Evaluating the Potential for Extra Services

In addition to looking at the age and condition of the laundry machines you should also consider the feasibility of introducing additional services which can drive additional revenue streams. If you're looking at purchasing a coin laundromat, consider if there is an opportunity to add in services like wash and fold (fluff and fold), or if they're already offering wash and fold, is there potential for pickup and delivery? It's worth considering extra laundromat services even at this early stage. if you can increase the revenue quickly you'll find it easier to recoup your initial investment and see a healthier ROI.

Considering Finance Options and Business Loans

Whilst you're exploring the financials, you should also be considering the financing options available to you. There are many ways to finance a laundromat including seller financing, small business loans from the SBA and Home Equity Line of Credit (HELOC). Which option you decide to go with will largely depend on your goals, personal circumstances and to some degree your comfort with risk. Either way it's important that you research thoroughly in order to try and secure the most favorable loan terms possible as this can impact the overall cost of the investment and influence the payback period.

Considering the Location and Customer Base

Of course it is important to understand the financial makeup of a laundromat business before you buy it, but there are other data points that are indicative of the overall health of a store which are well worth exploring before you commit to a purchase.

Analyzing Average Household Income in the Area

Part of your due diligence should include a thorough examination of the local area. Ask yourself what are you looking for from your business location? This will vary depending on whether you're in a rural or city location but common considerations include:

  • Is the business location in an area that has a lot of footfall?
  • Do you have enough parking for potential customers?
  • Is there an existing loyal customer base?
  • What's the average household income of the area? This will help you decide on the services you offer and how you price them
  • How many other laundromats are in the area?
  • Are there specific zoning laws or business licenses you need to be aware of? 

There are many resources available to help you choose the right location before you buy including our previous blog Choosing The Perfect Spot For your Laundromat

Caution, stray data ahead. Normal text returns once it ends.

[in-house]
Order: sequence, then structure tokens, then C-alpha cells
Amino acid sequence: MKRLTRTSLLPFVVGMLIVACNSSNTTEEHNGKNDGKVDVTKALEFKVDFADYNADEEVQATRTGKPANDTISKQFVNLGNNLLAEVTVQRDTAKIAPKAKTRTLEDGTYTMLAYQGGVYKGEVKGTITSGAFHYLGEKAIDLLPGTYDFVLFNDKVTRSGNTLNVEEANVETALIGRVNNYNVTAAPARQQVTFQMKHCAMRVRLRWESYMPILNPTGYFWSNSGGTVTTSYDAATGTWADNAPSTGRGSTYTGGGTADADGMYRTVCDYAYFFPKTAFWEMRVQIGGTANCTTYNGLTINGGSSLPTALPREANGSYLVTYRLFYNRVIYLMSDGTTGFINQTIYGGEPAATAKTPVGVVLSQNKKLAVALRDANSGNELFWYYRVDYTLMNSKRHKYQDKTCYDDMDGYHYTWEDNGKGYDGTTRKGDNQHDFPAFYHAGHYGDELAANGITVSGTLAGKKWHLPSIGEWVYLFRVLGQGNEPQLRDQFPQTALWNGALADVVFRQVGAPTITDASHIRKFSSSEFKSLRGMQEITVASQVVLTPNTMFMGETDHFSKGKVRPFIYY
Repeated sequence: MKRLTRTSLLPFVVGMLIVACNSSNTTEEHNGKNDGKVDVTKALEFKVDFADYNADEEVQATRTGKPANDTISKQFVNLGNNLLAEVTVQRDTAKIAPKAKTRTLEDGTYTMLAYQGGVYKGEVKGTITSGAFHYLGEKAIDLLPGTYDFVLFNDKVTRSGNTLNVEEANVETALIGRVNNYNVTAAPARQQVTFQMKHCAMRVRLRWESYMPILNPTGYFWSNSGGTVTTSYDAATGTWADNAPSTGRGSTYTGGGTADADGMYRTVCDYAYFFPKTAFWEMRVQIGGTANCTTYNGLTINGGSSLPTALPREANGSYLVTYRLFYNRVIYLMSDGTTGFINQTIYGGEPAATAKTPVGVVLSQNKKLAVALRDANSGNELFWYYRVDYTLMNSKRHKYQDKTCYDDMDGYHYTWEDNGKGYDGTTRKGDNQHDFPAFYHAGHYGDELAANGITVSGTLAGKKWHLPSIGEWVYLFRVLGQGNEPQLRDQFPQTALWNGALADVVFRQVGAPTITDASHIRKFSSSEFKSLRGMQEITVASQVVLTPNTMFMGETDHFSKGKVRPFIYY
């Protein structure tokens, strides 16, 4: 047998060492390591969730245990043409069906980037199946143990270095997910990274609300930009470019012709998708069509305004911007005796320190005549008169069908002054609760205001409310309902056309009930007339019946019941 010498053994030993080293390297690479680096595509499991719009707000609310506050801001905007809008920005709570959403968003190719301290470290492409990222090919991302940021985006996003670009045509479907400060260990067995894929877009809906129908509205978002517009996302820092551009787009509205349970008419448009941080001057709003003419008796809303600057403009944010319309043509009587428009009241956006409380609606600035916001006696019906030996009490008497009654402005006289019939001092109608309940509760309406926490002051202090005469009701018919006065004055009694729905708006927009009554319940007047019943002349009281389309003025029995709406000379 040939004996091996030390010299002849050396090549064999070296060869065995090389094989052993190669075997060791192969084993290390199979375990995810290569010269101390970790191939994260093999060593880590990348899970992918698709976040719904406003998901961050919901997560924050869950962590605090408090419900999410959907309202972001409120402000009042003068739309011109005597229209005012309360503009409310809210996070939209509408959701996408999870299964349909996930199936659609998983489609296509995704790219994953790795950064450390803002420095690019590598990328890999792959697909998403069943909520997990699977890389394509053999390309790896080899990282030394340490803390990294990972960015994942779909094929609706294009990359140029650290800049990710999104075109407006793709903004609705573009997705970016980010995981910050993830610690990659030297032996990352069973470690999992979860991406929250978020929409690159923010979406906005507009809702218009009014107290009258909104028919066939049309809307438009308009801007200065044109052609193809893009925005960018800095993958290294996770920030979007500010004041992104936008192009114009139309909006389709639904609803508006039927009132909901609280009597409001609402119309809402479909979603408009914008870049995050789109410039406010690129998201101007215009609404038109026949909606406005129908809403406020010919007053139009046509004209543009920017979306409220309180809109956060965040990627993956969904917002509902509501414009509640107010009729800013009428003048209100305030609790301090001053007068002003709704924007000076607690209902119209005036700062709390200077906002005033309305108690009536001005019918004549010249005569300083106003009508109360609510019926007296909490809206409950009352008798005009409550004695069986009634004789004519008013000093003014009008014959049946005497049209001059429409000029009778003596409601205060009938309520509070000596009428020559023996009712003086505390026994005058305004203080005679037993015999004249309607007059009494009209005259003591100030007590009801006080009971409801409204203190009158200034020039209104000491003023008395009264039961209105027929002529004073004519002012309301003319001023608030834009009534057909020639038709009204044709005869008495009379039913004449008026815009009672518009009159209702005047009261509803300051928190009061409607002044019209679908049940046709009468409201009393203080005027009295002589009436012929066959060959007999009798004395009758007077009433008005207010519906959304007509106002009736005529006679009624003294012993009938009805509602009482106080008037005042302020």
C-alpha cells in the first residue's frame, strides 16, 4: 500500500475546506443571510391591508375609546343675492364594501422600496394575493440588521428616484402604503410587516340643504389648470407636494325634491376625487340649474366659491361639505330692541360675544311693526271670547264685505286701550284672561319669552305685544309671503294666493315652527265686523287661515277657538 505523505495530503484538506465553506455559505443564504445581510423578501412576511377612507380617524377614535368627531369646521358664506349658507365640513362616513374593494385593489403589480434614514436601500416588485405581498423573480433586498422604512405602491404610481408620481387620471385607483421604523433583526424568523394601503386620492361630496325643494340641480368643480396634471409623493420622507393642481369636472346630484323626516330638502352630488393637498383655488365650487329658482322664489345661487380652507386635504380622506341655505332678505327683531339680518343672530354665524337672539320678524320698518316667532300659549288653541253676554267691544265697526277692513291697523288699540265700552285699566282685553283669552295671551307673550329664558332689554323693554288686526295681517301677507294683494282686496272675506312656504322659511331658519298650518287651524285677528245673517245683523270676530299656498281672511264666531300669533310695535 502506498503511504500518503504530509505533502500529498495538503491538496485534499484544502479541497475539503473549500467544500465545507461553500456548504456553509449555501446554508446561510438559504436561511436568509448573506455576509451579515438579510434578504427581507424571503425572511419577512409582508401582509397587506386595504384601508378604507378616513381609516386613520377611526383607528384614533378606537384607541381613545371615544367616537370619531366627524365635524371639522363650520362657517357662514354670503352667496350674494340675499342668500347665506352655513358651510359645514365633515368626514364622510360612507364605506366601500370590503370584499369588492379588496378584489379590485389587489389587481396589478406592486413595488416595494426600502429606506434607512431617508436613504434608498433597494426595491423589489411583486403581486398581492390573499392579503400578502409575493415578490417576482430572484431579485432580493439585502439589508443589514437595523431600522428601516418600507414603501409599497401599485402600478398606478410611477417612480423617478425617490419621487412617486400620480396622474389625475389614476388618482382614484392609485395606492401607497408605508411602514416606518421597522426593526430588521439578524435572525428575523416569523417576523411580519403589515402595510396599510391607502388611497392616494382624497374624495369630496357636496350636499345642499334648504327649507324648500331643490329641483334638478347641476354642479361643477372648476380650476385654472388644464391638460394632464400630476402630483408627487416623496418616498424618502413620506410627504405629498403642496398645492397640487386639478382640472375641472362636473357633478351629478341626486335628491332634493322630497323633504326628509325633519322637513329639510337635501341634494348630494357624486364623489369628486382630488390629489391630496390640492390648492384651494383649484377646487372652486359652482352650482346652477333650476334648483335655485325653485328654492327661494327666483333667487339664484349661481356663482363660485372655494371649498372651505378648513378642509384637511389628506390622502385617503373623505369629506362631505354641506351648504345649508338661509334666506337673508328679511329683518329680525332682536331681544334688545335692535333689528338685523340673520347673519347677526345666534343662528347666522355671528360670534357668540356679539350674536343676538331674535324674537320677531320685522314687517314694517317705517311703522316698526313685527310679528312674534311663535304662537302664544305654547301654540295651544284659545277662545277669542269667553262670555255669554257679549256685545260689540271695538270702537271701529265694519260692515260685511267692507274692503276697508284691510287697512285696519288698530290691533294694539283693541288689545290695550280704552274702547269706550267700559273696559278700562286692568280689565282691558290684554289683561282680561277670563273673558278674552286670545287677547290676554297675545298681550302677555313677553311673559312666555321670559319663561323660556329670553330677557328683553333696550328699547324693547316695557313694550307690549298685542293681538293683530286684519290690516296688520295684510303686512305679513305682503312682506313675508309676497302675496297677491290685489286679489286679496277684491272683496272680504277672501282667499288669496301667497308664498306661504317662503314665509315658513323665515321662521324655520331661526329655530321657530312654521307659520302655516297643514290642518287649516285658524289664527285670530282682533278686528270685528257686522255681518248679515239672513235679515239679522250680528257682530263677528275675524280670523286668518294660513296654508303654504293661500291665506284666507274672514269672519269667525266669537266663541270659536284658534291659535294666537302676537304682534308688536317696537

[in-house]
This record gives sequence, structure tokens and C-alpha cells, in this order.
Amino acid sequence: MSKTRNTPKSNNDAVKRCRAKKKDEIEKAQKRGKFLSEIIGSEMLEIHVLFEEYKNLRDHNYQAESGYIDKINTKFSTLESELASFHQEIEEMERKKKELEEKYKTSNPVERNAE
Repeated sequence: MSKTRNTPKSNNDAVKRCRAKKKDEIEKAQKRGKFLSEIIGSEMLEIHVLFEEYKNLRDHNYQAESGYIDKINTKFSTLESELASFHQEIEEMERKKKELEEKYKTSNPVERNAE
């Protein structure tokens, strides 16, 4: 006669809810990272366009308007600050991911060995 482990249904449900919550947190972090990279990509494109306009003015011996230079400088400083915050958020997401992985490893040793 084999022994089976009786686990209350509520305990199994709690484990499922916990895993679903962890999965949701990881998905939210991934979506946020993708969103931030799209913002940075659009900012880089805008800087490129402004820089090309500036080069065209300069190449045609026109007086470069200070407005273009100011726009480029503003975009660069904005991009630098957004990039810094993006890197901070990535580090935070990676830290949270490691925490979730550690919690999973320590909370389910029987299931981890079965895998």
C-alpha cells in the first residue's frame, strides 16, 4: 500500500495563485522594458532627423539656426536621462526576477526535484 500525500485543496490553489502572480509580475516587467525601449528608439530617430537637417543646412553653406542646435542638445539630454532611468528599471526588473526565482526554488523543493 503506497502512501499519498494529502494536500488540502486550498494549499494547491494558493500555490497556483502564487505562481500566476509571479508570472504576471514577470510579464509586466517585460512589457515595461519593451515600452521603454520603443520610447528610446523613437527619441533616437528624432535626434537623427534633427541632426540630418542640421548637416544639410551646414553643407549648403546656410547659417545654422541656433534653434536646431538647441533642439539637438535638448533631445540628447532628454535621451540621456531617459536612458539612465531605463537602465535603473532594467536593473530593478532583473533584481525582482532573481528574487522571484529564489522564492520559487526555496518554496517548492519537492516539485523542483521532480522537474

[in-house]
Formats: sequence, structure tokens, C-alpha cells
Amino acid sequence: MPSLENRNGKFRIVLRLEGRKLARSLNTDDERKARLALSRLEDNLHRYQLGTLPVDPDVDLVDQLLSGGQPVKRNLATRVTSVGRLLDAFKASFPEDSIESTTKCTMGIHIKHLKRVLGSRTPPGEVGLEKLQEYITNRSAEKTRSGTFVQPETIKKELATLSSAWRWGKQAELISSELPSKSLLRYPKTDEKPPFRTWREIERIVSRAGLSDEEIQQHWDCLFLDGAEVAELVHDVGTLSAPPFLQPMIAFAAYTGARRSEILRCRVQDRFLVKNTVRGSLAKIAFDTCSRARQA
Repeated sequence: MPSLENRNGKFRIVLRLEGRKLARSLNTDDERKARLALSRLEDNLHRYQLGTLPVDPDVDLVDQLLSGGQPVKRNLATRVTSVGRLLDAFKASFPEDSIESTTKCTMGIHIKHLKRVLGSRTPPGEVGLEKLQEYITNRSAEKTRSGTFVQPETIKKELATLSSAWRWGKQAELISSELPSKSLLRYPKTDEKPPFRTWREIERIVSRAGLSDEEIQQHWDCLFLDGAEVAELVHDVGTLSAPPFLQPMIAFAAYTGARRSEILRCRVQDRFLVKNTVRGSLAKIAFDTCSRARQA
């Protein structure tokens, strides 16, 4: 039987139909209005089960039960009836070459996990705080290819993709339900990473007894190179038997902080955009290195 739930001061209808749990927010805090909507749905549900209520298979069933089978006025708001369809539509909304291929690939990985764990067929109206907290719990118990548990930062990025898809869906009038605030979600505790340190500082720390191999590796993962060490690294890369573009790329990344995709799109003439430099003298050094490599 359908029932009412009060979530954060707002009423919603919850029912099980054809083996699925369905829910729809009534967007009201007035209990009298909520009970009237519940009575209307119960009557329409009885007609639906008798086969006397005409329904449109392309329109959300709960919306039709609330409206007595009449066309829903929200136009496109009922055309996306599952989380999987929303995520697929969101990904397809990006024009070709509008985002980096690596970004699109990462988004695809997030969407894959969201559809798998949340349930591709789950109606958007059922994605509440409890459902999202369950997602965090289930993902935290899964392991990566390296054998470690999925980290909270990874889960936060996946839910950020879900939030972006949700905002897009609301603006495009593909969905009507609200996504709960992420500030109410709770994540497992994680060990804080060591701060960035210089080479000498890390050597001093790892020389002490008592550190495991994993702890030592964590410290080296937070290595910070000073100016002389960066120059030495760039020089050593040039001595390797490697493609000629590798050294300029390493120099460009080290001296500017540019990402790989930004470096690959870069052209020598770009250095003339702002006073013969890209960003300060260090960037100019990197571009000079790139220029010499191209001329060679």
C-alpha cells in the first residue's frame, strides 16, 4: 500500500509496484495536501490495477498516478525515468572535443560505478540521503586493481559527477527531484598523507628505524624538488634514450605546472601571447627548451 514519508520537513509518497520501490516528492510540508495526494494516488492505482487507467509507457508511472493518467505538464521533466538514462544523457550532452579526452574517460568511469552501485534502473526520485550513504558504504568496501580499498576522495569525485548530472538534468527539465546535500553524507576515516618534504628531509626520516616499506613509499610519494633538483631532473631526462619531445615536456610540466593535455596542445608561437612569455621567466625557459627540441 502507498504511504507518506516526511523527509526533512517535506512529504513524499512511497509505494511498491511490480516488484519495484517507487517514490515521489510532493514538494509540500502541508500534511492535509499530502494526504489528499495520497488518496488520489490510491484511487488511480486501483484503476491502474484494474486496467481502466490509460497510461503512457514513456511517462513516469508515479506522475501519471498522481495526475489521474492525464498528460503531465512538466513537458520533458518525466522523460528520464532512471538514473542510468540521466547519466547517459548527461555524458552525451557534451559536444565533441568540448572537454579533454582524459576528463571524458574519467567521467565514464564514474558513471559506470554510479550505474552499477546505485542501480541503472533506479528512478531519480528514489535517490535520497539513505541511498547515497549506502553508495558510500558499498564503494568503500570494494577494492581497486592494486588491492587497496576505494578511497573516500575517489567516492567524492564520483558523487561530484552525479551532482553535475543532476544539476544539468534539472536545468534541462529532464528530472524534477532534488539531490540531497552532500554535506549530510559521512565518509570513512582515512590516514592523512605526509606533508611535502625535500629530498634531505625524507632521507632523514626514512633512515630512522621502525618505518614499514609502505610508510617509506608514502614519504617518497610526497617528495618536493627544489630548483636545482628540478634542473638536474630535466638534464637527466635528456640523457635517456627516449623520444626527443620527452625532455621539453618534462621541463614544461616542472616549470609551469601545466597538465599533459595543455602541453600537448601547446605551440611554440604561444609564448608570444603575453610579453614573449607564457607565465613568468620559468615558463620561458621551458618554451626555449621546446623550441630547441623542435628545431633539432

You'll need this information when it comes to thinking about your business model and how you'll tailor your services and pricing to match the spending behavior of the local market.

Assessing the Competitive Edge of the Laundromat Industry

As mentioned above, understanding your competition is pivotal to success. Before you commit to buying a laundromat you should look at conducting a detailed analysis of the competitive landscape including the number of local competitors, their service offerings, and pricing strategies. Having this holistic overview of the local laundromat industry will help you better assess whether the laundromat for sale is the right business for you.

For a more detailed guide to market research see our blog post on Understanding Market Research.

Making an Informed Purchase Decision

Buying a laundromat is a big commitment, and involves substantial costs. Laundromat purchases should be approached with meticulous attention to the financial health, operational efficiencies, and market position of the store in question. By thoroughly verifying financials, understanding the local market dynamics, assessing the operational costs, and evaluating the competitive landscape, you can make an informed decision that maximizes your investment’s potential. Ensuring the accuracy of all financial information and considering the strategic importance of the location are paramount to business success.

Remember, the due diligence process is your safeguard against potential pitfalls and your tool for uncovering opportunities to enhance the business’s value. Take the time to analyze every aspect, consult with industry experts, and perhaps most critically, visit the laundromat to see it's day to day operations firsthand. Your goal is not just to buy a laundromat but to invest in a profitable venture that will thrive in its community and yield sustainable returns.

Armed with comprehensive data and a deep understanding of the business and its environment, you will be well-positioned to negotiate confidently, plan effectively, and realize the success of your new venture in the vibrant laundromat industry.